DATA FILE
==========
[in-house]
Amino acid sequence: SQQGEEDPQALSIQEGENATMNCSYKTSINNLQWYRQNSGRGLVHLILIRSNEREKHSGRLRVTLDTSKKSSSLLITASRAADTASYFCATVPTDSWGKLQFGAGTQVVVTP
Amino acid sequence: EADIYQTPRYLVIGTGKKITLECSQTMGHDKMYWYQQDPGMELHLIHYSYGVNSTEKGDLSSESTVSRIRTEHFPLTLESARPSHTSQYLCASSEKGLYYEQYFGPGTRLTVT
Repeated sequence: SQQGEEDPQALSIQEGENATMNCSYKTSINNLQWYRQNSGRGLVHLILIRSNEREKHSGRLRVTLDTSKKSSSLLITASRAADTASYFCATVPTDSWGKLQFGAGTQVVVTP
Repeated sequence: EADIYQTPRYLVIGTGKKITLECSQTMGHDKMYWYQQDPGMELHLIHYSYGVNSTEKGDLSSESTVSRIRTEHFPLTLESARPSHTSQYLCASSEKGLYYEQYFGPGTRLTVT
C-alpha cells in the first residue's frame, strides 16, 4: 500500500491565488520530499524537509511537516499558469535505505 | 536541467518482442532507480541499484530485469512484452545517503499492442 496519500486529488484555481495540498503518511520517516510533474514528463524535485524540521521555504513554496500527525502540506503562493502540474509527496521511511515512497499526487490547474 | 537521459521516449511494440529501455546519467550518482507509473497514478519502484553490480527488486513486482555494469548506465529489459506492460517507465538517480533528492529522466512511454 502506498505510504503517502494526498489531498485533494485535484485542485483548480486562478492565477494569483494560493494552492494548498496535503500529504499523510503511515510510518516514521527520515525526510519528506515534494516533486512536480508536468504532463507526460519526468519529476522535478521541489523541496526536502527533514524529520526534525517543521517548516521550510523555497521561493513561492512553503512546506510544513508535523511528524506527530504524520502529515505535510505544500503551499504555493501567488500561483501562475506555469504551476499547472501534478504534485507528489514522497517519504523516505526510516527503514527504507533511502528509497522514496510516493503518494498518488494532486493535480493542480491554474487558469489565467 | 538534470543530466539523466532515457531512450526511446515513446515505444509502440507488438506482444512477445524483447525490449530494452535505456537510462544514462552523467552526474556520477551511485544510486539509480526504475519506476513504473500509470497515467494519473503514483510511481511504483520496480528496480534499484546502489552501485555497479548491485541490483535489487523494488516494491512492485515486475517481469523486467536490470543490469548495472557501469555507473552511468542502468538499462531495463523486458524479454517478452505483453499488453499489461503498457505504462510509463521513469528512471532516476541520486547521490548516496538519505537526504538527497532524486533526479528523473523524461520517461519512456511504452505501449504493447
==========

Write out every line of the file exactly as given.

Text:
[in-house]
Amino acid sequence: SQQGEEDPQALSIQEGENATMNCSYKTSINNLQWYRQNSGRGLVHLILIRSNEREKHSGRLRVTLDTSKKSSSLLITASRAADTASYFCATVPTDSWGKLQFGAGTQVVVTP
Amino acid sequence: EADIYQTPRYLVIGTGKKITLECSQTMGHDKMYWYQQDPGMELHLIHYSYGVNSTEKGDLSSESTVSRIRTEHFPLTLESARPSHTSQYLCASSEKGLYYEQYFGPGTRLTVT
Repeated sequence: SQQGEEDPQALSIQEGENATMNCSYKTSINNLQWYRQNSGRGLVHLILIRSNEREKHSGRLRVTLDTSKKSSSLLITASRAADTASYFCATVPTDSWGKLQFGAGTQVVVTP
Repeated sequence: EADIYQTPRYLVIGTGKKITLECSQTMGHDKMYWYQQDPGMELHLIHYSYGVNSTEKGDLSSESTVSRIRTEHFPLTLESARPSHTSQYLCASSEKGLYYEQYFGPGTRLTVT
C-alpha cells in the first residue's frame, strides 16, 4: 500500500491565488520530499524537509511537516499558469535505505 | 536541467518482442532507480541499484530485469512484452545517503499492442 496519500486529488484555481495540498503518511520517516510533474514528463524535485524540521521555504513554496500527525502540506503562493502540474509527496521511511515512497499526487490547474 | 537521459521516449511494440529501455546519467550518482507509473497514478519502484553490480527488486513486482555494469548506465529489459506492460517507465538517480533528492529522466512511454 502506498505510504503517502494526498489531498485533494485535484485542485483548480486562478492565477494569483494560493494552492494548498496535503500529504499523510503511515510510518516514521527520515525526510519528506515534494516533486512536480508536468504532463507526460519526468519529476522535478521541489523541496526536502527533514524529520526534525517543521517548516521550510523555497521561493513561492512553503512546506510544513508535523511528524506527530504524520502529515505535510505544500503551499504555493501567488500561483501562475506555469504551476499547472501534478504534485507528489514522497517519504523516505526510516527503514527504507533511502528509497522514496510516493503518494498518488494532486493535480493542480491554474487558469489565467 | 538534470543530466539523466532515457531512450526511446515513446515505444509502440507488438506482444512477445524483447525490449530494452535505456537510462544514462552523467552526474556520477551511485544510486539509480526504475519506476513504473500509470497515467494519473503514483510511481511504483520496480528496480534499484546502489552501485555497479548491485541490483535489487523494488516494491512492485515486475517481469523486467536490470543490469548495472557501469555507473552511468542502468538499462531495463523486458524479454517478452505483453499488453499489461503498457505504462510509463521513469528512471532516476541520486547521490548516496538519505537526504538527497532524486533526479528523473523524461520517461519512456511504452505501449504493447